When you lodge a family provision claim, the Supreme Court of New South Wales will consider your relationship to the deceased in order to determine his or her moral obligation to financially provide for you.
In most cases, direct descendents- such as children and grandchildren – are automatically considered eligible persons and are able to contest a will if they believe they have been unfairly treated. However, estrangement can make family provision claims much more complicated, as shown in a case recently seen by the Supreme Court.
Estranged daughters contest their father’s will
A pair of daughters who had effectively been estranged from their father for 21 years prior to his death have lodged family provision claims against his estate.
When the deceased passed away in 2012, he left 85 per cent of his estate to his eldest son and 15 per cent to his youngest. His will clearly stated that because of the estrangement from his daughters, and their capability to care for themselves, he wished for them to receive nothing.
Following their parent’s divorce in 1991, the deceased had cut off all communications with his ex-spouse, who signed a waiver to terminate any interest in the deceased’s business and estate. This troubling family dynamic also led to the daughters breaking off all contact with their father.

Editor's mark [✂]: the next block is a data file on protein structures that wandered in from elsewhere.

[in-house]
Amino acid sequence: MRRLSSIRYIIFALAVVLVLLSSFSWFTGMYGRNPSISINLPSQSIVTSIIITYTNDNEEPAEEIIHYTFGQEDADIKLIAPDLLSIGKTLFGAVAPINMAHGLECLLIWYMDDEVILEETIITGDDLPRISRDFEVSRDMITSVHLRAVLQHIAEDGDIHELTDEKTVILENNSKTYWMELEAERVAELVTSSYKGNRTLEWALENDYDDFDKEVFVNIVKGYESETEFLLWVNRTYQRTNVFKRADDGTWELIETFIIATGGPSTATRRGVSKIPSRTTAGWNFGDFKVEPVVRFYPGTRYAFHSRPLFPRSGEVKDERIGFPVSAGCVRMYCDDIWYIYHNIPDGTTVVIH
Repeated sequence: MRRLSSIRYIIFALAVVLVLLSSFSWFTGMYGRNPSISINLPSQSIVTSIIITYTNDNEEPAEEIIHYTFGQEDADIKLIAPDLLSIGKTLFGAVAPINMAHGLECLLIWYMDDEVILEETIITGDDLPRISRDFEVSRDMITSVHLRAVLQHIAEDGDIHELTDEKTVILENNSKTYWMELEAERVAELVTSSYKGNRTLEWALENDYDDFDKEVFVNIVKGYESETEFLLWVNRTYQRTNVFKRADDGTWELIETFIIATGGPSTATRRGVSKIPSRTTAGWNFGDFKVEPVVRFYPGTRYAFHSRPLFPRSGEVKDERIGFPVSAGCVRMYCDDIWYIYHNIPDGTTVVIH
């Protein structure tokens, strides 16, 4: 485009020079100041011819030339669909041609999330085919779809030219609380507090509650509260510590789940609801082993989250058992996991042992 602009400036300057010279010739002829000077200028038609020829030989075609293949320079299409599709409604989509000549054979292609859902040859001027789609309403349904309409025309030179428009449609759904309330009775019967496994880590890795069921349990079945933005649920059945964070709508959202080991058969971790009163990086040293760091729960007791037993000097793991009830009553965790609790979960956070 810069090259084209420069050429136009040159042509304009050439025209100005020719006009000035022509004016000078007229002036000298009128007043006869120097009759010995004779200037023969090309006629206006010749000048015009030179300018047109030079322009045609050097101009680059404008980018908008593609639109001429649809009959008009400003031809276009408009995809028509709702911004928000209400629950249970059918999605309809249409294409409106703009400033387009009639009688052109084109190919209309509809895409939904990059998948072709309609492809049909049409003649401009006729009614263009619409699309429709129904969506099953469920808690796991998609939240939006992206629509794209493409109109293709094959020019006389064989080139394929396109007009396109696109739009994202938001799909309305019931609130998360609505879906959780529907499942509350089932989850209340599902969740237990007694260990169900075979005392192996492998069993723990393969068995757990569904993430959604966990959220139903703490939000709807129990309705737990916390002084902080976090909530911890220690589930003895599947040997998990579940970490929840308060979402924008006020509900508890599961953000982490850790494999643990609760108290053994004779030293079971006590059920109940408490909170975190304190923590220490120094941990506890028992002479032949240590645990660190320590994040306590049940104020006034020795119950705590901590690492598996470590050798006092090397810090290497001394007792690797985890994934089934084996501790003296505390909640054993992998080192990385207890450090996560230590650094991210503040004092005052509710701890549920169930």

The Supreme Court found that the daughters’ decision was primarily influenced by the physical and mental abuse the children and their mother had suffered at the hands of the deceased. The Court accepted this version of events, particularly as the eldest son’s relationship with his father seemed to be built almost exclusively on financial importance.
As the major beneficiary of the will, the eldest son was also considered the estate’s defendant. He claimed that the estrangement should result in his sister’s receiving nothing from their father.
The Court, however, disagreed. After looking into the relationships and family dynamic, the Court decided that the deceased’s $3.16 million estate needed to be shared more fairly among his children.
As their father, the deceased had a moral obligation to provide for his daughters, particularly after the alleged abuse suffered in their childhood. It was therefore decided that each plaintiff would receive $450,000 from the estate, as well as having their family debts and legal costs excused.
If there has been an estrangement in your family, do you understand your rights regarding family provision claim? Contact a contesting wills lawyer to find out more.